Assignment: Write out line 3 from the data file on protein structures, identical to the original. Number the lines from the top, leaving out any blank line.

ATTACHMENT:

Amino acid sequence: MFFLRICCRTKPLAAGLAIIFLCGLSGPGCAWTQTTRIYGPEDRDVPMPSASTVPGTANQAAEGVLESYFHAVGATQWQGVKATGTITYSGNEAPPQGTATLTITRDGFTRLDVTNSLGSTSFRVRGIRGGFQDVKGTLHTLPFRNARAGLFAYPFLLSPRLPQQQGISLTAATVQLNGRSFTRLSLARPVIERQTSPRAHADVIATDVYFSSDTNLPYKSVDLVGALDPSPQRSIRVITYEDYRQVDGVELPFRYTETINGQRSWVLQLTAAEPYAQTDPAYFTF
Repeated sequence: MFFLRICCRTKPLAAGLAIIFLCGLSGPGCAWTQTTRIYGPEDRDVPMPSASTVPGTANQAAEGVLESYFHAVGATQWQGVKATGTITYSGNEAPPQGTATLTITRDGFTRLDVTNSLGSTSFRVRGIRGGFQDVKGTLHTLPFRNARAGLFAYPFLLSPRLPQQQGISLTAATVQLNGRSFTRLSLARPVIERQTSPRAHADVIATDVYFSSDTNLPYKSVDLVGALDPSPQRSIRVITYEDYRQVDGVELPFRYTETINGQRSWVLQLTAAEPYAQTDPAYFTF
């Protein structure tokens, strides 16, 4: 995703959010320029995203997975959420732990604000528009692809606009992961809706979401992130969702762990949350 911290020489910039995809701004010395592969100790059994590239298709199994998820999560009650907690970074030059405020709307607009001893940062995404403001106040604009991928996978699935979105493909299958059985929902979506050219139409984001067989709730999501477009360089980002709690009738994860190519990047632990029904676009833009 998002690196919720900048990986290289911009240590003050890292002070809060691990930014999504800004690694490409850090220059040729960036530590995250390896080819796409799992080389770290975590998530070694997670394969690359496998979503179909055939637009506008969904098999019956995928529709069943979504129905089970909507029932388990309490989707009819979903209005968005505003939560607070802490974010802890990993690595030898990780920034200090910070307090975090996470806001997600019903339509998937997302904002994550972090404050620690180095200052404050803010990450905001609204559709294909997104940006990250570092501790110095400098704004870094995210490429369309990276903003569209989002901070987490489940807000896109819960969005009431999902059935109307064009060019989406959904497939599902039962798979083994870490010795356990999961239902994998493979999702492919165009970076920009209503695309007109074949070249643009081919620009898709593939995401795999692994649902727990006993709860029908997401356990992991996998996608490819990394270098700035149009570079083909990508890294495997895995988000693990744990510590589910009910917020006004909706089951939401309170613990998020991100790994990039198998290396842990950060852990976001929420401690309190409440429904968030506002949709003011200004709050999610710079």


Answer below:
């Protein structure tokens, strides 16, 4: 995703959010320029995203997975959420732990604000528009692809606009992961809706979401992130969702762990949350 911290020489910039995809701004010395592969100790059994590239298709199994998820999560009650907690970074030059405020709307607009001893940062995404403001106040604009991928996978699935979105493909299958059985929902979506050219139409984001067989709730999501477009360089980002709690009738994860190519990047632990029904676009833009 998002690196919720900048990986290289911009240590003050890292002070809060691990930014999504800004690694490409850090220059040729960036530590995250390896080819796409799992080389770290975590998530070694997670394969690359496998979503179909055939637009506008969904098999019956995928529709069943979504129905089970909507029932388990309490989707009819979903209005968005505003939560607070802490974010802890990993690595030898990780920034200090910070307090975090996470806001997600019903339509998937997302904002994550972090404050620690180095200052404050803010990450905001609204559709294909997104940006990250570092501790110095400098704004870094995210490429369309990276903003569209989002901070987490489940807000896109819960969005009431999902059935109307064009060019989406959904497939599902039962798979083994870490010795356990999961239902994998493979999702492919165009970076920009209503695309007109074949070249643009081919620009898709593939995401795999692994649902727990006993709860029908997401356990992991996998996608490819990394270098700035149009570079083909990508890294495997895995988000693990744990510590589910009910917020006004909706089951939401309170613990998020991100790994990039198998290396842990950060852990976001929420401690309190409440429904968030506002949709003011200004709050999610710079």